AK: The film seems to be the resultant clash of expression and raw material, your vision and the varying talents of the actors you use, which seems quite Warholian in its honesty or brutality of approach: you show how artificial the medium is through the stilted interaction between the actors, the dubbed sections of speech, etc. I know that you have consciously invoked Warhol previously (in 'Super 8 1/2' for example) why is he such an influence and where else is he in 'The Raspberry Reich'?

BLAB: Warhol and Paul Morrissey's movies have always been a big influence on me. I just like the whole Factory mentality, and the naivety and crudeness of it. I like the fact that they were mirroring the Hollywood system and indulging in the same sort of excesses but at the same time exposing its phoniness and artificiality. I reference Warhol directly or indirectly in all my movies. Even in 'Skin Flick' the cameltoe kitchen sequence is meant to be kind of Chelsea Girlish. As far as the acting goes, I guess it just comes off as Warholian because I mainly use non-actors and porn stars and put them in sexually depraved situations. I prefer bad acting or self-conscious acting to the kind of overly emotive, cloying yet supposedly naturalistic style of modern Hollywood. I actually think that for porn actors, who are never asked to do any real acting, the guys in my movies have done pretty well. In 'The Raspberry Reich' in particular they had some very complicated dialogue to deal with. Of course I did dub four of them with the voices of actual actors. I also tend to shoot against flat surfaces a lot in that kind of flat, studio style that Warhol had. I just really love the way those movies look.

AK: As neither a sex flick nor a politically informed avant-gardist experiment, the film falls into that most intangible of categories -- 'art'. Is this intentional? Also, you seem to be attempting to divide and conquer your audience, so, via late capitalist, administered world speak -- who is your audience?

BLAB: Well, it will be a sex flick. We're putting out a hardcore version to be called 'The Revolution Is My Boyfriend'. And I think it does succeed on some level as a politically informed avant-gardist experiment. I mean, what could be more experimental than the attempt to mix the conventions of pornography with those of agit-prop and the nouvelle vague? Part of the experiment for me was seeing how far I could push a movie with complex political rhetoric as a piece of pornography, and what kind of effect that would have on the audience. It's almost like a lab experiment – how much can you stimulate the mind and the libido simultaneously? So in that sense I'm treating the audience like lab rats. As for the second part of your question, you have to divide and conquer audiences these days. There are such deep recesses of cynicism out there now that you can't naively put forth a straightforward or simplistic version of any subject if you really want to engage an audience. Part of what I think audiences have responded to in the movie is the fact that it deals in contradictions and paradoxes. The audience is ambivalent, doesn't know how to respond. Is the movie sympathetic to the terrorists or ridiculing them? Is the critique of capitalist culture sincere or a parody of stale leftist rhetoric? Does the movie romanticise and long for revolution or regard it as an anachronism? I think it does all of those things.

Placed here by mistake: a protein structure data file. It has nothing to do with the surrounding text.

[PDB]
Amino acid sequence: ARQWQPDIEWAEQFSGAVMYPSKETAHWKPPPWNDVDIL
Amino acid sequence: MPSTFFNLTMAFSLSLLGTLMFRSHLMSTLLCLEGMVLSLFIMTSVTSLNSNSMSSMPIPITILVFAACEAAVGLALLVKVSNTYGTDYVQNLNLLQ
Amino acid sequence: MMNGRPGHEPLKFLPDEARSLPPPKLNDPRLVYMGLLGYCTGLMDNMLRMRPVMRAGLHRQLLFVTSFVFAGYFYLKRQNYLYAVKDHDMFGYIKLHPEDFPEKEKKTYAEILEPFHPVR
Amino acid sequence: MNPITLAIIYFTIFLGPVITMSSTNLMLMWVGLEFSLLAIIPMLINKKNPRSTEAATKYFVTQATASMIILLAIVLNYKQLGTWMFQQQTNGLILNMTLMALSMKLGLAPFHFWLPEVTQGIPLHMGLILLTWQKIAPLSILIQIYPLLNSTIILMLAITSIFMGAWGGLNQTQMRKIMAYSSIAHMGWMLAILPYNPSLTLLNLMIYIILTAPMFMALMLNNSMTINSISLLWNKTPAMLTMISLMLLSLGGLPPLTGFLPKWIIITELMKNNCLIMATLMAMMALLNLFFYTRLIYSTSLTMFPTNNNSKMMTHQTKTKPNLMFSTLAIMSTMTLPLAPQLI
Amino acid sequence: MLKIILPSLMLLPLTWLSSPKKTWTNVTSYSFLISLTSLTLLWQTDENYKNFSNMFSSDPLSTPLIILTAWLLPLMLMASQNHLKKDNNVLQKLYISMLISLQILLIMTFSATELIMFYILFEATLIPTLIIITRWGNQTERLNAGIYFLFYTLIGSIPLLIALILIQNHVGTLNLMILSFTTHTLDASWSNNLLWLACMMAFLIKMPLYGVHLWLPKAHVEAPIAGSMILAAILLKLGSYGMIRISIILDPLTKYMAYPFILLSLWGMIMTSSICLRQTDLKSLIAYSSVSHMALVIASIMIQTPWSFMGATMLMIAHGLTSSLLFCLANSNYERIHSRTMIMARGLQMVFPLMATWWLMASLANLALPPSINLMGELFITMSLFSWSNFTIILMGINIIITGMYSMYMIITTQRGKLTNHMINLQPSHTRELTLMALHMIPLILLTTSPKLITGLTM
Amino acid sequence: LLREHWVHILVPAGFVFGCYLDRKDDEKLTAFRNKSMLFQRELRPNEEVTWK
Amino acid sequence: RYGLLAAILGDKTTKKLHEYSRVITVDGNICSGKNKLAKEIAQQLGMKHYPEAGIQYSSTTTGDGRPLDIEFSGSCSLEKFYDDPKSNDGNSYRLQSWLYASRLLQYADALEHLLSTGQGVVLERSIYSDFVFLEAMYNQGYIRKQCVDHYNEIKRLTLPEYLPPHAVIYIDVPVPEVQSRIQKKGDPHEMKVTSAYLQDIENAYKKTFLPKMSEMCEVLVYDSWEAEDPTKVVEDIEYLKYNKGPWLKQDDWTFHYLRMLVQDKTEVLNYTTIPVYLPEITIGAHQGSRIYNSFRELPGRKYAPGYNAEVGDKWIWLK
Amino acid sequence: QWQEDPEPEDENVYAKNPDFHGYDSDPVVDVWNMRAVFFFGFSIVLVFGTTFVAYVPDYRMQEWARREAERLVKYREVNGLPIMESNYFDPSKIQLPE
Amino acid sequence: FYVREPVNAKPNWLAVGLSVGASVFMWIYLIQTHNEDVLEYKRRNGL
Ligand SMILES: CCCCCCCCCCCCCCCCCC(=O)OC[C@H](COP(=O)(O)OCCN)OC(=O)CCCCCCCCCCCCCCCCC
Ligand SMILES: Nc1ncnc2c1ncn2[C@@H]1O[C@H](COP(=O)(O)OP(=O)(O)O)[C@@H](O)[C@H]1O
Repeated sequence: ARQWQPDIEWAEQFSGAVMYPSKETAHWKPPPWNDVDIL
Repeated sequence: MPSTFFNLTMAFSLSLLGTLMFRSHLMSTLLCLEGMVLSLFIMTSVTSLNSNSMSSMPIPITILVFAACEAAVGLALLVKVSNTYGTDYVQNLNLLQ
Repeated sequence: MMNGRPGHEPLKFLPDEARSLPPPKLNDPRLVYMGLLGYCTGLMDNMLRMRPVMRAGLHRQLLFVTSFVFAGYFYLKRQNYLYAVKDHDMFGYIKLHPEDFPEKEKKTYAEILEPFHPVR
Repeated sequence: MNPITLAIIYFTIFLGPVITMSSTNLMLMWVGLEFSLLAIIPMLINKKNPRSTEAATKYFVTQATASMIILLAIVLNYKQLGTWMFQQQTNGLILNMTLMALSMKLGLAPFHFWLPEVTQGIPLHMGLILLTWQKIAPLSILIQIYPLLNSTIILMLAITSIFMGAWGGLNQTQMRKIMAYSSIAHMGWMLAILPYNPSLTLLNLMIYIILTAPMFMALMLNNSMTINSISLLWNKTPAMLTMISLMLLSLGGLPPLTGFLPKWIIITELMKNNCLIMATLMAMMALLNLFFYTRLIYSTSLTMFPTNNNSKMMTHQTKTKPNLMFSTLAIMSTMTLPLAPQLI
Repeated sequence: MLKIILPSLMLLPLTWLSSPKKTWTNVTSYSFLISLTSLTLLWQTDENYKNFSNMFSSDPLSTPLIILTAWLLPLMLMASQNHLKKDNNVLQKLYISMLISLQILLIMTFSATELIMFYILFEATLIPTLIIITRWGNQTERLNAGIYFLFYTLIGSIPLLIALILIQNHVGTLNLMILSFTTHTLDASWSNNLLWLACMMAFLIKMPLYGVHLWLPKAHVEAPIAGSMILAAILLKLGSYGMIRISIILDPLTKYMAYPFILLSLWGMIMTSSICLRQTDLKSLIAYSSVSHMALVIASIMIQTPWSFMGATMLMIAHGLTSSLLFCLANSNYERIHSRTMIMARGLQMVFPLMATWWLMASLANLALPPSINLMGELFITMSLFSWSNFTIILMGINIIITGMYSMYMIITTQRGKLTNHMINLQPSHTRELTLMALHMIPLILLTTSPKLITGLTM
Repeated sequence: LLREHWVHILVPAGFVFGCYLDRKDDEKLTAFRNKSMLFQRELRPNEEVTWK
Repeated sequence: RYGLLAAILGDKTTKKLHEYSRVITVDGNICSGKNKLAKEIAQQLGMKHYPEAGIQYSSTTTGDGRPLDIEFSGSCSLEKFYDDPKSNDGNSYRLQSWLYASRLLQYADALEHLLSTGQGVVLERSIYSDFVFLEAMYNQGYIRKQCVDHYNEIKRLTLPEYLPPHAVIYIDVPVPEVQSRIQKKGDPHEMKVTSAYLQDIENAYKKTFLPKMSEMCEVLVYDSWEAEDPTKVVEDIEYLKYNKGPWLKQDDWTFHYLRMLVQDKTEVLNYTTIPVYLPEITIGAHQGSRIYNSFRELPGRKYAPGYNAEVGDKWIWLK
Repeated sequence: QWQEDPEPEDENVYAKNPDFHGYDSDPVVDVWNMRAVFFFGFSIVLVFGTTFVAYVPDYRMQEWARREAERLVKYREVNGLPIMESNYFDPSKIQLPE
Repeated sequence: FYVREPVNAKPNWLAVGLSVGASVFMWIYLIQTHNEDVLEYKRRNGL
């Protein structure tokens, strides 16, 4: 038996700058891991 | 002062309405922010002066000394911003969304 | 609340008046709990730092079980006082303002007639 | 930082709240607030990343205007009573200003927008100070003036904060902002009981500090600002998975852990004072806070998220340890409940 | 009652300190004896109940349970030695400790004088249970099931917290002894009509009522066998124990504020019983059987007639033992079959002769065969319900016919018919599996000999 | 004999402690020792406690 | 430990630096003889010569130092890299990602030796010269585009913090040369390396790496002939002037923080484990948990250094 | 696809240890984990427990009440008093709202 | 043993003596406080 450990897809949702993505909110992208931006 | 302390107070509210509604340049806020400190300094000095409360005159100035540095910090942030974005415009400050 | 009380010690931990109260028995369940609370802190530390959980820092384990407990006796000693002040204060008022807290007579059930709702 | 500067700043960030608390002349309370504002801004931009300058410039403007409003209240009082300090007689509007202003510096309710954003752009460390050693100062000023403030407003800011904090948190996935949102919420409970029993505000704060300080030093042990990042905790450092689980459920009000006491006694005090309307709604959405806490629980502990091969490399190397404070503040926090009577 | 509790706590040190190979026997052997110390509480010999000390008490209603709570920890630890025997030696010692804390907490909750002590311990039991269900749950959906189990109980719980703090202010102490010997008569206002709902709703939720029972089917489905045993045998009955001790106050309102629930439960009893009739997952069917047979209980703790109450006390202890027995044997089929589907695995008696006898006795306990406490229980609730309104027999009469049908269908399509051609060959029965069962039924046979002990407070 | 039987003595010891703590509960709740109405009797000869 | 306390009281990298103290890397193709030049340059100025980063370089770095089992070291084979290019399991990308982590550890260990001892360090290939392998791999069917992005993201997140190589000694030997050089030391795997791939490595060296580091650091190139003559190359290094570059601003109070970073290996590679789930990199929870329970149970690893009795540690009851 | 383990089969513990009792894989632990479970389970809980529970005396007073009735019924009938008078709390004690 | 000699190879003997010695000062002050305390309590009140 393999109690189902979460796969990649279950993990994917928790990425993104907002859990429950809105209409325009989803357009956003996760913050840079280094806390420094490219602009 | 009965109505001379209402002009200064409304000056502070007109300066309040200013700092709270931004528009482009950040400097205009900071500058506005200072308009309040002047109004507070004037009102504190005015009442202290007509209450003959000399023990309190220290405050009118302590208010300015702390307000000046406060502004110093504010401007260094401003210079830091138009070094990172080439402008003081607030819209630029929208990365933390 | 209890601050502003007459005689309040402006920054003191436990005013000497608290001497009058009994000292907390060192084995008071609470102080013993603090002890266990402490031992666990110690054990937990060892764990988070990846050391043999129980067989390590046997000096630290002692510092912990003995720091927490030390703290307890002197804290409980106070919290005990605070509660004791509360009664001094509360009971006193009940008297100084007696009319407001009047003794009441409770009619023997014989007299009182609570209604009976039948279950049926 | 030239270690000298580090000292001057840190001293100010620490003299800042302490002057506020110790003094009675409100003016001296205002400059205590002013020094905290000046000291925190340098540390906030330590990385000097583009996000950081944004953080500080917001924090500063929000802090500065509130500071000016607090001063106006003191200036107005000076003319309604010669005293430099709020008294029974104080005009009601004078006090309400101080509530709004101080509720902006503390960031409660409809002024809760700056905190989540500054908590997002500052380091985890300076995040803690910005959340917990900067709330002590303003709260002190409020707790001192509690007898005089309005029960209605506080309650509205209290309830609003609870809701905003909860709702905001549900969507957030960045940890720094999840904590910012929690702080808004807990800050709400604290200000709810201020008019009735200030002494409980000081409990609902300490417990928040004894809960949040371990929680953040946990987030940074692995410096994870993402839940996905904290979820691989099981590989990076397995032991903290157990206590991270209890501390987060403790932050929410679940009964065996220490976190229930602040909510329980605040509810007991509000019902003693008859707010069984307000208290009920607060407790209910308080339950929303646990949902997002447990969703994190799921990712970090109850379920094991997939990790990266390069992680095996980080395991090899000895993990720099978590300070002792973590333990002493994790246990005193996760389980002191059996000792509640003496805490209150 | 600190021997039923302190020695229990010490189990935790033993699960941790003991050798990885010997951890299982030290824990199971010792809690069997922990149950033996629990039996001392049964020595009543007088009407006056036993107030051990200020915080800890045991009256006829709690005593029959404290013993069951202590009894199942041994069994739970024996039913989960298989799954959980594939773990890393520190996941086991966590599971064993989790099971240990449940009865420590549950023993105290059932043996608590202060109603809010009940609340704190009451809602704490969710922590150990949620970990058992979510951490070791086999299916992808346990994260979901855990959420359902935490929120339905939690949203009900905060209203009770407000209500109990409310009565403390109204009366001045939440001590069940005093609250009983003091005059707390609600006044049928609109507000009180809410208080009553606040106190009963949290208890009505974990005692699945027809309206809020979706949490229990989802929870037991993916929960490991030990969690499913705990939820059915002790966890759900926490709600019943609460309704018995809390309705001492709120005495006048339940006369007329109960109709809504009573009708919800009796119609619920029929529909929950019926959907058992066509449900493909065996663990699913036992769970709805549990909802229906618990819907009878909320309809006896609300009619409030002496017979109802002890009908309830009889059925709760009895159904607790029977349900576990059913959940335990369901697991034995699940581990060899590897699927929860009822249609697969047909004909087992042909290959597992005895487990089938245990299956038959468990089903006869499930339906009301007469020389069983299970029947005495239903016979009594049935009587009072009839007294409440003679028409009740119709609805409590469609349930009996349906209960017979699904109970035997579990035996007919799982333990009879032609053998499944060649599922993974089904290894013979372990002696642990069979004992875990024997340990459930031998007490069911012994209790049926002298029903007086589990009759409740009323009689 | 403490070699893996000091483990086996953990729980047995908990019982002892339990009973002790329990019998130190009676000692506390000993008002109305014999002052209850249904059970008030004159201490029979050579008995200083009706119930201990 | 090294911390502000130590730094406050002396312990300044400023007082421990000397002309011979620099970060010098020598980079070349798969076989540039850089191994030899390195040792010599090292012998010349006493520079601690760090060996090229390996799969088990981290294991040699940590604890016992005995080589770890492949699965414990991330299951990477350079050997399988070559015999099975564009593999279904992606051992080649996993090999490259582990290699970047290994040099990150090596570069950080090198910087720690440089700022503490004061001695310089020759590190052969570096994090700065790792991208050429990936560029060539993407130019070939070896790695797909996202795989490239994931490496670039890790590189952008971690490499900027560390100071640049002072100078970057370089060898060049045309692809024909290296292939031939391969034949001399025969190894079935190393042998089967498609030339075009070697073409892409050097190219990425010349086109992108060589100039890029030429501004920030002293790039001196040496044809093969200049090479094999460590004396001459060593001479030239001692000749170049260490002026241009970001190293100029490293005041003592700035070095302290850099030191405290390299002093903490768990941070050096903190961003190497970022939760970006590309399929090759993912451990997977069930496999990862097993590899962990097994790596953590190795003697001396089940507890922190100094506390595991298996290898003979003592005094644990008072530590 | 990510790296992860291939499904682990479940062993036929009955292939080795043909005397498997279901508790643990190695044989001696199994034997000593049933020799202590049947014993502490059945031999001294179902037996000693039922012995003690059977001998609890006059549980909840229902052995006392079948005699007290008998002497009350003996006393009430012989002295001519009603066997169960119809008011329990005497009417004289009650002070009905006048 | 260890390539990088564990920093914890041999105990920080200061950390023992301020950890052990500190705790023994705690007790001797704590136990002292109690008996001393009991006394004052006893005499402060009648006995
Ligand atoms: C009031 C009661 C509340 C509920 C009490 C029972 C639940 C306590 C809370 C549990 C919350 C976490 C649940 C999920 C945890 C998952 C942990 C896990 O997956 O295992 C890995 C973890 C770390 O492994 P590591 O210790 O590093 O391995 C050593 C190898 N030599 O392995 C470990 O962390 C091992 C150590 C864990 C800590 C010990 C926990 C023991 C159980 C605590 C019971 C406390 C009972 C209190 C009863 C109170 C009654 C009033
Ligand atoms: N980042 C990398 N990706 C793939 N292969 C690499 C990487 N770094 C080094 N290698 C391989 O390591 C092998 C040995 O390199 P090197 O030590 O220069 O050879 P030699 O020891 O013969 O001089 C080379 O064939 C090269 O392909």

AK: Patrick, the 'straight homo' captive in Raspberry Reich is happily abused by his captors, a glyph for the clean-cut pink pounded homosexual. This figure seems to get the most of your wrath as a writer/director (in 'Skin Flick', etc), why?

BLAB: I'm not sure this character type gets my entire wrath. After all, in 'The Raspberry Reich' he ends up one of the only real outlaws, so he's redeemed in that sense. In fact, all of my movies are about characters who don't necessarily identify as gay but who nonetheless participate in homosexual sex quite enthusiastically. I think it's more about rejecting identity politics and the idea of conforming to certain standards of behaviour or aesthetics on the basis of gender or sexual orientation. I think it's also about challenging the complacency of certain people who regard gender or sexual orientation as absolute and fixed. But it's always more complicated than that. The most seemingly "enlightened" skinhead in 'Skin Flick', for example – he "seems to take the woman's point of view", and acts more civilised – turns out to be arguably the most nasty and homophobic.